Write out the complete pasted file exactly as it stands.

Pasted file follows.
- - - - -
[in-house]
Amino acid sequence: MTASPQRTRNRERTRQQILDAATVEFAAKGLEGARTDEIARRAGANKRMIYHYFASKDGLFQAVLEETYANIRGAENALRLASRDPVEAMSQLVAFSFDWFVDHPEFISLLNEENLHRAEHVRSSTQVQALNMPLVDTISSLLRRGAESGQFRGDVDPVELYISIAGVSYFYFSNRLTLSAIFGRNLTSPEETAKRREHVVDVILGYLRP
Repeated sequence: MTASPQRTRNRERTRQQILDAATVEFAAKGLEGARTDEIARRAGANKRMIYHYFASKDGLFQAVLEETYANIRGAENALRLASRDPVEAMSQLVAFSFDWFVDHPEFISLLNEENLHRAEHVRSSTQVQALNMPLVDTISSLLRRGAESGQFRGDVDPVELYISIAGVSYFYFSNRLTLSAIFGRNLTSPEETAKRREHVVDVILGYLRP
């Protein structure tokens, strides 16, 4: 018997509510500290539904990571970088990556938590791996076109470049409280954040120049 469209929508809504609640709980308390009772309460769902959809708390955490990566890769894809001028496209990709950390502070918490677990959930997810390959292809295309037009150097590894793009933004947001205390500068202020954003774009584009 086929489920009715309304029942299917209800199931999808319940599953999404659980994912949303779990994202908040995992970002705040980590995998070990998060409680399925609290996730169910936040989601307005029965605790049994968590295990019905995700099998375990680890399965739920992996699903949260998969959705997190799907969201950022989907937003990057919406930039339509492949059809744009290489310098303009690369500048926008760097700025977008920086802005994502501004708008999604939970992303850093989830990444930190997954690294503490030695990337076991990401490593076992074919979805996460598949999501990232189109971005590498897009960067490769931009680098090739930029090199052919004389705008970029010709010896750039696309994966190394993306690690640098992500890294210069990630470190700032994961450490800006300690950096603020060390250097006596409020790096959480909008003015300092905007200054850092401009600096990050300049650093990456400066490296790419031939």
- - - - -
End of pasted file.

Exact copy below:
[in-house]
Amino acid sequence: MTASPQRTRNRERTRQQILDAATVEFAAKGLEGARTDEIARRAGANKRMIYHYFASKDGLFQAVLEETYANIRGAENALRLASRDPVEAMSQLVAFSFDWFVDHPEFISLLNEENLHRAEHVRSSTQVQALNMPLVDTISSLLRRGAESGQFRGDVDPVELYISIAGVSYFYFSNRLTLSAIFGRNLTSPEETAKRREHVVDVILGYLRP
Repeated sequence: MTASPQRTRNRERTRQQILDAATVEFAAKGLEGARTDEIARRAGANKRMIYHYFASKDGLFQAVLEETYANIRGAENALRLASRDPVEAMSQLVAFSFDWFVDHPEFISLLNEENLHRAEHVRSSTQVQALNMPLVDTISSLLRRGAESGQFRGDVDPVELYISIAGVSYFYFSNRLTLSAIFGRNLTSPEETAKRREHVVDVILGYLRP
């Protein structure tokens, strides 16, 4: 018997509510500290539904990571970088990556938590791996076109470049409280954040120049 469209929508809504609640709980308390009772309460769902959809708390955490990566890769894809001028496209990709950390502070918490677990959930997810390959292809295309037009150097590894793009933004947001205390500068202020954003774009584009 086929489920009715309304029942299917209800199931999808319940599953999404659980994912949303779990994202908040995992970002705040980590995998070990998060409680399925609290996730169910936040989601307005029965605790049994968590295990019905995700099998375990680890399965739920992996699903949260998969959705997190799907969201950022989907937003990057919406930039339509492949059809744009290489310098303009690369500048926008760097700025977008920086802005994502501004708008999604939970992303850093989830990444930190997954690294503490030695990337076991990401490593076992074919979805996460598949999501990232189109971005590498897009960067490769931009680098090739930029090199052919004389705008970029010709010896750039696309994966190394993306690690640098992500890294210069990630470190700032994961450490800006300690950096603020060390250097006596409020790096959480909008003015300092905007200054850092401009600096990050300049650093990456400066490296790419031939």